Mark Graban (23m 9s):

So again, as we wrap up here, I guess we're starting to, you know, we'll prepare for arrival. What, what, what led to your, your writing of the book, Just 2 Choices, who, who is the book for? Is it about choices in like really broad choices in our everyday lives? Or who's the typical reader that you wrote this for?

Rico Racosky (23m 35s):

Yeah. It's, it's, it's for, you know, broad choices and, and everyday life, although I'm starting to tailor it, you know, toward the business side of things as well. And in terms of trying to have the just two choices philosophy, as well as the visual itself, you know, if you're a CEO of a company and you want to make sure that your vision and your mission are understood all the way to the frontline level, then the just 2 choices model is a way of being able to translate your vision and mission into just two choices. So at the front line, the people who are eyeball to eyeball with, with your customers are making the kind of choices that you want them to make that are consistent with the vision and mission of the company.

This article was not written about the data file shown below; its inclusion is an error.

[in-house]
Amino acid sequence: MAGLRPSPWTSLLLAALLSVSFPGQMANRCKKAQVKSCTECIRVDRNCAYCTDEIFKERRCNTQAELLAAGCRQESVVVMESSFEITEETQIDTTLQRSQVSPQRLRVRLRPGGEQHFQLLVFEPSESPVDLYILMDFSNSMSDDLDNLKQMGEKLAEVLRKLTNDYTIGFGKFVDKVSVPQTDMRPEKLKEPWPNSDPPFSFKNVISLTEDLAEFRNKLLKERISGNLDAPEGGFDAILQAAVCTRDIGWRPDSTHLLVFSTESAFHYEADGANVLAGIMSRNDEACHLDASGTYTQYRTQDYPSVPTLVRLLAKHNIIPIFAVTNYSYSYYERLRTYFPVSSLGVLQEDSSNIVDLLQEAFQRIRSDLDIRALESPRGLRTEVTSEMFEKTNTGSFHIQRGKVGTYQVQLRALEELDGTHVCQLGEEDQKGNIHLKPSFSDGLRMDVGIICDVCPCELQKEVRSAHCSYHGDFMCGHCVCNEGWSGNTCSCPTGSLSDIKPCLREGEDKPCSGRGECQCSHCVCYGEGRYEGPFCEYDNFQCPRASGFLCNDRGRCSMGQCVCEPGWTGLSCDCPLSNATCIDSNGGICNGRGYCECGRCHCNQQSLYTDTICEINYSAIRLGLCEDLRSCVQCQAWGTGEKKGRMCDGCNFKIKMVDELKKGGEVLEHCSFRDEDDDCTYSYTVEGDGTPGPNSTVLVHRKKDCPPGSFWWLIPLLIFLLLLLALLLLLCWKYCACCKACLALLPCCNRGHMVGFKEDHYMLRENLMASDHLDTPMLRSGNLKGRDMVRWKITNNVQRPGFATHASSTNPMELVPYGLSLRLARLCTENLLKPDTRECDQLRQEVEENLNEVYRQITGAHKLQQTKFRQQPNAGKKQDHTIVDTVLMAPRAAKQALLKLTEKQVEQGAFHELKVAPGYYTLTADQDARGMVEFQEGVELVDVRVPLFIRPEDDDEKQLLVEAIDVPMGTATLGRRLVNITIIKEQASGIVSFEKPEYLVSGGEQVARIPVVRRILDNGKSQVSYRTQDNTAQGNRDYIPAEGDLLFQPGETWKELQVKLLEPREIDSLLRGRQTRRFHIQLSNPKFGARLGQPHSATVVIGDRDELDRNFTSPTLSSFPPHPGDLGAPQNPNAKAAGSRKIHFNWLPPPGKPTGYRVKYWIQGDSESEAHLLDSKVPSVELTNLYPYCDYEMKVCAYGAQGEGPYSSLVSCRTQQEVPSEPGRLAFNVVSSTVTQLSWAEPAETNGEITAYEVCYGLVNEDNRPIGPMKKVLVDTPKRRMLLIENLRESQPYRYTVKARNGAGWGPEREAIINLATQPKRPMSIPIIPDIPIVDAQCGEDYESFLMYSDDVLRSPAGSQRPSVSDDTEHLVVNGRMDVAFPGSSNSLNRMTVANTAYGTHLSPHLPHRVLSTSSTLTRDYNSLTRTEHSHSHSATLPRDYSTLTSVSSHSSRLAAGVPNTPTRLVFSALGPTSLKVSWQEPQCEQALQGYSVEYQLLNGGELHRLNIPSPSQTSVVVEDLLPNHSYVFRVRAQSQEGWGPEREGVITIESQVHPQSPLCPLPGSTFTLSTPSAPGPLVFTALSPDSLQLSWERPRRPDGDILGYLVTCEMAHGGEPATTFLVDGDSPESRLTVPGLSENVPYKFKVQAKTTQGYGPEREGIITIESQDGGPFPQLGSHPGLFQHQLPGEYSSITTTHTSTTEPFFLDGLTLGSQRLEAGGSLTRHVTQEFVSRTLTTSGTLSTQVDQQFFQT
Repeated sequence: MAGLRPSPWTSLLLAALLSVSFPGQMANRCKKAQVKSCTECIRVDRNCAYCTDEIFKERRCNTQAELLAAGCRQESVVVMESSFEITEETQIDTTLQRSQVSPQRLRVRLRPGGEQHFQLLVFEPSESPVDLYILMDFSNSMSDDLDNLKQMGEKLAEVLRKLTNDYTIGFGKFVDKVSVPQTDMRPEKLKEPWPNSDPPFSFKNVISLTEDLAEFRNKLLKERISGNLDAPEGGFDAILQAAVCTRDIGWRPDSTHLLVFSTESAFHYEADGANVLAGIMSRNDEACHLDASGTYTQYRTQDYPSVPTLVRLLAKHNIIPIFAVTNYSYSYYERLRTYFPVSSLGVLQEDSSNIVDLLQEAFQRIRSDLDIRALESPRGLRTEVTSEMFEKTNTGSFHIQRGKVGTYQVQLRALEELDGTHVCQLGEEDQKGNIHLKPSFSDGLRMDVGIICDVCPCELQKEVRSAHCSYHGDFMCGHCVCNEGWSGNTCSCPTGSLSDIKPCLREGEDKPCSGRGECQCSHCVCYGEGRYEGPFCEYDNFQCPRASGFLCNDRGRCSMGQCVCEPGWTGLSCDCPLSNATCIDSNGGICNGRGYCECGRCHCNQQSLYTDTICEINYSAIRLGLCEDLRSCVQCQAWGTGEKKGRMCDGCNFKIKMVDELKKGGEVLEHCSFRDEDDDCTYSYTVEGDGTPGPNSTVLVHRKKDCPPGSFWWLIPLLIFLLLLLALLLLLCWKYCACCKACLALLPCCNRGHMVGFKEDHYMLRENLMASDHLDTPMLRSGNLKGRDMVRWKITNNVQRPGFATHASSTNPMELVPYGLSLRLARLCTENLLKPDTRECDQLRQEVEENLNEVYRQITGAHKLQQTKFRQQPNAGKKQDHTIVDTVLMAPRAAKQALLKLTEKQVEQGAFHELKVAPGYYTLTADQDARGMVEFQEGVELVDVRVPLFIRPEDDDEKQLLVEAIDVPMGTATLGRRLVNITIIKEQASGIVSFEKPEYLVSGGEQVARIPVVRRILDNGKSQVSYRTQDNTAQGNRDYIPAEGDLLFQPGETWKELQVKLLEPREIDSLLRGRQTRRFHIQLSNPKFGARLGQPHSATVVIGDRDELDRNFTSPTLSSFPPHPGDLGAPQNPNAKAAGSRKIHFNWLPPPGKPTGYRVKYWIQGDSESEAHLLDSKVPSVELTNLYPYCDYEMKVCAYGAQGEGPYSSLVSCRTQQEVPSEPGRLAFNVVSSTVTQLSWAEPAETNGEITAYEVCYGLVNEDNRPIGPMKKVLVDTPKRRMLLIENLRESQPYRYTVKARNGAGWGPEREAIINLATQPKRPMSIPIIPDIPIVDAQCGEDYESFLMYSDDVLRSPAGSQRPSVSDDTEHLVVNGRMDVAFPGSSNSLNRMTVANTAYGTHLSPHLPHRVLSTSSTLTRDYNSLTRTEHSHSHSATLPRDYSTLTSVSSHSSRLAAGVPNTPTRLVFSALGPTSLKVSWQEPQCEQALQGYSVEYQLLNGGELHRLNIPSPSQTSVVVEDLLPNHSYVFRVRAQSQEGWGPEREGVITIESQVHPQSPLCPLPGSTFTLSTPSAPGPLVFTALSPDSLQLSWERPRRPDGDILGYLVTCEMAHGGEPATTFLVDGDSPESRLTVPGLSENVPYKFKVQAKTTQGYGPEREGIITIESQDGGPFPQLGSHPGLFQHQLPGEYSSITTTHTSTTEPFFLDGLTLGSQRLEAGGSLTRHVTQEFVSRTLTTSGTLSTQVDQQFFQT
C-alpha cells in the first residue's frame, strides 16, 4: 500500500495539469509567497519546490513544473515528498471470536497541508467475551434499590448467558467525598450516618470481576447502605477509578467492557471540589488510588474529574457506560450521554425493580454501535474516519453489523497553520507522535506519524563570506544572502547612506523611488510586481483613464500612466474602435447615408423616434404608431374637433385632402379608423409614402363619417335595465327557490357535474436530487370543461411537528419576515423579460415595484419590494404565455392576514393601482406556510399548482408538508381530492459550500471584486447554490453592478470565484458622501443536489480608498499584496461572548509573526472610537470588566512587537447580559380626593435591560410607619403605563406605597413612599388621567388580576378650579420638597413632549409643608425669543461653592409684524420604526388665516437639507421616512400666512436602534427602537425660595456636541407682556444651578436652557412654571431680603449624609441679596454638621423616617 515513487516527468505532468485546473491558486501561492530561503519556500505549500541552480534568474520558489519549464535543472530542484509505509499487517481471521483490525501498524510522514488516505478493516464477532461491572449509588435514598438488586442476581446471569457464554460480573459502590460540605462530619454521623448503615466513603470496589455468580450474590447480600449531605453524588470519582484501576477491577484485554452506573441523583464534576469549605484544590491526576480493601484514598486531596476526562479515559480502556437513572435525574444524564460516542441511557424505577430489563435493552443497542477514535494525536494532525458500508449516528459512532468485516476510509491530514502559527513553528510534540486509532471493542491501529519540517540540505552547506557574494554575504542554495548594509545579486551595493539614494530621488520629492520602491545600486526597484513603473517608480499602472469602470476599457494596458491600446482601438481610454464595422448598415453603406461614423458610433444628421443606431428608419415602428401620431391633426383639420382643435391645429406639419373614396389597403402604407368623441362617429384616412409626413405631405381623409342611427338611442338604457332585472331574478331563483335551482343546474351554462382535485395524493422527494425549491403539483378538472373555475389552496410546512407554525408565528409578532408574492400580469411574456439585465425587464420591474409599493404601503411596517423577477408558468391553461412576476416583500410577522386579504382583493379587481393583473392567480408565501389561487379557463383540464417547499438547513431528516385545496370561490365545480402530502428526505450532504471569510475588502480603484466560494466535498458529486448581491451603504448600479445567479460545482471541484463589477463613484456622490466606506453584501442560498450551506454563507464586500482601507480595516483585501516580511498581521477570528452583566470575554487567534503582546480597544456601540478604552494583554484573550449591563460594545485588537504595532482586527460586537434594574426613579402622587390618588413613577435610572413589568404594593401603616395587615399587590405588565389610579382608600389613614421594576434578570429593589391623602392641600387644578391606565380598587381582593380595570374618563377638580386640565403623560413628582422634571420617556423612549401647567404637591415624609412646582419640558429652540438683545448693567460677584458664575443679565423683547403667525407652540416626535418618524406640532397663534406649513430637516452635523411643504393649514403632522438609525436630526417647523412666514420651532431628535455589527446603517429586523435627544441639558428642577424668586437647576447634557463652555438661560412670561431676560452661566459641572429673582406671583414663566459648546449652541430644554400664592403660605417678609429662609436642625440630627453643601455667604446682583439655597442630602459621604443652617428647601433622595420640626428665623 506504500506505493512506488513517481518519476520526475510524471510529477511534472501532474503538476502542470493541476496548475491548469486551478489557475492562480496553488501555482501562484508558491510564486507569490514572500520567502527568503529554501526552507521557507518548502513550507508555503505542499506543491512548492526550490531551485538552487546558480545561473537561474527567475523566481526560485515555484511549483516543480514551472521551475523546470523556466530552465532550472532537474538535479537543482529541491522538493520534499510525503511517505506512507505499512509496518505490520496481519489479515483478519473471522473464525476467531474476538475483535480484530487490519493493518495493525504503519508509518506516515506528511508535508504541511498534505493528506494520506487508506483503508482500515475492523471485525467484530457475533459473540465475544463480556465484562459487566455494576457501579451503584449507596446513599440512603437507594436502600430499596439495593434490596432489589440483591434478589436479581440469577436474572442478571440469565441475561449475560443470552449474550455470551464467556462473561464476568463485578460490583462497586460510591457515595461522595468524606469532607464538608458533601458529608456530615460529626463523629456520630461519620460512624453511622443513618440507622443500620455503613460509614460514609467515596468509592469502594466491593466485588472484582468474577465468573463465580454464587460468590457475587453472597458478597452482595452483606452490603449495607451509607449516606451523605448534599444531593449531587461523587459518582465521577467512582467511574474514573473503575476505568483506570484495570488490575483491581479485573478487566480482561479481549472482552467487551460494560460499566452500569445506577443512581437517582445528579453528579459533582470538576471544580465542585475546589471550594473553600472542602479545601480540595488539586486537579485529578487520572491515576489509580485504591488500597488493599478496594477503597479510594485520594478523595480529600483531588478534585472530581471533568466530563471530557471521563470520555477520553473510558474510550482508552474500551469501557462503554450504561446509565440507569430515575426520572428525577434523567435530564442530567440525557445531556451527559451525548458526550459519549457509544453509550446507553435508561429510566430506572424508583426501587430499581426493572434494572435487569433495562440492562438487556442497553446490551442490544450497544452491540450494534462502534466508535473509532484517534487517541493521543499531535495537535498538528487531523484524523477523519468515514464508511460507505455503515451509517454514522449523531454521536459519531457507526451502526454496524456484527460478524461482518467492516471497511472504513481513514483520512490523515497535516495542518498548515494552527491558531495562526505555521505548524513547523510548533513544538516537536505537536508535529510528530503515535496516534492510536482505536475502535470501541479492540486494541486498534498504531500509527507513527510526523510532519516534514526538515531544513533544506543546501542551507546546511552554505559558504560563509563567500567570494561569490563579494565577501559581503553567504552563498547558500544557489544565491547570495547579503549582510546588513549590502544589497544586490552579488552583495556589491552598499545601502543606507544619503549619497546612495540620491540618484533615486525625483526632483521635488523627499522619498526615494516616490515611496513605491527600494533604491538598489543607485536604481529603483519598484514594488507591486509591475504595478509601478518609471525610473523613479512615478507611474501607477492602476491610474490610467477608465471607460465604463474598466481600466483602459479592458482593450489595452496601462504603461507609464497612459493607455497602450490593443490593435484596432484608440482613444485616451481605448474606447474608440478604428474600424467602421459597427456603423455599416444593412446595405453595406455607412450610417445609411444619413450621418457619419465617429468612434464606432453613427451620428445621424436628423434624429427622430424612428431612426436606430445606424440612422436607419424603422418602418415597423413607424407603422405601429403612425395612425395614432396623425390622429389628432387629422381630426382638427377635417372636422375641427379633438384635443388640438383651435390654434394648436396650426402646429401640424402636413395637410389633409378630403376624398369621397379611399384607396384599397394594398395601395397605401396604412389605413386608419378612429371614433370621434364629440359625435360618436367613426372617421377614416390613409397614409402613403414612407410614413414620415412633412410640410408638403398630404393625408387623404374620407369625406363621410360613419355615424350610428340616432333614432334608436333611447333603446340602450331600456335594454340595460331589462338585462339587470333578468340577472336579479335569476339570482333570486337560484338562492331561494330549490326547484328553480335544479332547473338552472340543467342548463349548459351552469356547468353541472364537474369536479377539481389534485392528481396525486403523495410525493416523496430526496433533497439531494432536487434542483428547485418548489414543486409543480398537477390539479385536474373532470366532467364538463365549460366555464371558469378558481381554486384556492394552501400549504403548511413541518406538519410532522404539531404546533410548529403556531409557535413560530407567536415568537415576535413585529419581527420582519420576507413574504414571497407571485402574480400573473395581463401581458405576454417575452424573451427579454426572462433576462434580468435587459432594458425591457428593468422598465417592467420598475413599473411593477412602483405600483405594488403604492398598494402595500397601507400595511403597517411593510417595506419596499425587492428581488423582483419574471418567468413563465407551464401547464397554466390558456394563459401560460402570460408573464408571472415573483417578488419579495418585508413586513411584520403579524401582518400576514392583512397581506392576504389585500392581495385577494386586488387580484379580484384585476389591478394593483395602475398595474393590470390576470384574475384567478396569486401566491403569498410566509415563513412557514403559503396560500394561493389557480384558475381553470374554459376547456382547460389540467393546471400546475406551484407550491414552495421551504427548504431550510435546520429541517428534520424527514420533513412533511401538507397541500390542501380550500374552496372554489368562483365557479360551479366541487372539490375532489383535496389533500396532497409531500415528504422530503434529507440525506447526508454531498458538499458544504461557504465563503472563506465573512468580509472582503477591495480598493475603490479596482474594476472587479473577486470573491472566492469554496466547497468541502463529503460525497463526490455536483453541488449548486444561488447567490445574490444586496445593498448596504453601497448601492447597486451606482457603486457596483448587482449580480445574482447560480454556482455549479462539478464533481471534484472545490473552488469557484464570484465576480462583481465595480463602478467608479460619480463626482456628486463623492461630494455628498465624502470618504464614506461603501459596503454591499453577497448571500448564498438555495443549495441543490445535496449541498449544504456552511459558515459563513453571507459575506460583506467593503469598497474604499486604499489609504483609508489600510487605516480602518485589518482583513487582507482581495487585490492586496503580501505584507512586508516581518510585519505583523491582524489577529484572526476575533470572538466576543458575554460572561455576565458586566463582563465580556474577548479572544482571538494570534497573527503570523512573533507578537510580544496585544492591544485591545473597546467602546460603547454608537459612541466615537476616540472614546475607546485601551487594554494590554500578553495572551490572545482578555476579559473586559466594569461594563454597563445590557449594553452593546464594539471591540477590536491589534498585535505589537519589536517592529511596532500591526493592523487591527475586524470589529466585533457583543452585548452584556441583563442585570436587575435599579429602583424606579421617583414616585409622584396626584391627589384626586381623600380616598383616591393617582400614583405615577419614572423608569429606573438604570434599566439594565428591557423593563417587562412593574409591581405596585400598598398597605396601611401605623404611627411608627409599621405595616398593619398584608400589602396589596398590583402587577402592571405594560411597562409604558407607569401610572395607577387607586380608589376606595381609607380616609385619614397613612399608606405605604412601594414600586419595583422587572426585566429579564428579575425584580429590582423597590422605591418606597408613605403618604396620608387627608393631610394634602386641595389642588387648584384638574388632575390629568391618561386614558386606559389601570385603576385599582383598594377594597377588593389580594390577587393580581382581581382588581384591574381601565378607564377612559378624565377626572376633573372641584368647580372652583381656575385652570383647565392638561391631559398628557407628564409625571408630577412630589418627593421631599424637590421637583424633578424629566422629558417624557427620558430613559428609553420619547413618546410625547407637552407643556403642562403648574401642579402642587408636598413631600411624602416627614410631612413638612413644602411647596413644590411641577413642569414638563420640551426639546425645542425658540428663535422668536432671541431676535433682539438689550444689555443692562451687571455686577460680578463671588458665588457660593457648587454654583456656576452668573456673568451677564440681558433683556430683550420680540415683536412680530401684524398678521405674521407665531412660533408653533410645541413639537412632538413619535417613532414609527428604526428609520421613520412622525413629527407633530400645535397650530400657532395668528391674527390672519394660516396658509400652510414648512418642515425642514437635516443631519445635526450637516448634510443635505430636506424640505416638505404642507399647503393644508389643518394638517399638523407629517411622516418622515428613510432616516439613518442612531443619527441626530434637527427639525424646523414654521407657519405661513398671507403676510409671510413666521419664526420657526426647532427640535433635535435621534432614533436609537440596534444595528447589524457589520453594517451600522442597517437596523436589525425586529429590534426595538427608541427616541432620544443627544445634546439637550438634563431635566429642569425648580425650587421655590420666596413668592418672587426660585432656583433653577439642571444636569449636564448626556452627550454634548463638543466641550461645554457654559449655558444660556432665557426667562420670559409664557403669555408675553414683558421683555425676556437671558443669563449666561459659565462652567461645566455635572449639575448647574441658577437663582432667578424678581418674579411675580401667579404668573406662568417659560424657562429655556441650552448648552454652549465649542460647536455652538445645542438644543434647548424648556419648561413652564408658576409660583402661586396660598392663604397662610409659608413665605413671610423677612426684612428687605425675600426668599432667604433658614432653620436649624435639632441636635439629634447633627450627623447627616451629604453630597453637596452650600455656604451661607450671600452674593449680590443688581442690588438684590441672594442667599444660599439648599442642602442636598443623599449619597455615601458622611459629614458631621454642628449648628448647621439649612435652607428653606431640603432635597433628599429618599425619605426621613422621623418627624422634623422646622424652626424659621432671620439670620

Rico Racosky (24m 20s):

But overall, the book itself is, is a, is a general thing because it's actually was burst in a lot of ways, not they're just your aviation visuals, you know, cause when you look in the cockpit, there's no, there are, are hardly any words they're just visual. She fly by graphics and, you know, you know, your references to all your performances and stuff, by looking at a visual, without having to say anything, you know, exactly where to move your controls and stuff. And so that's how the just two choices is laid out. But there's another factor to that. And that factor is that I kept, I was working a lot for about 15 years with kids on elementary school kids on goal setting, teaching a process called dreams, plus action equals reality. And for many years, I'd say, Hey, look, there are just two choices, which choice of action you're going to take.

Rico Racosky (25m 2s):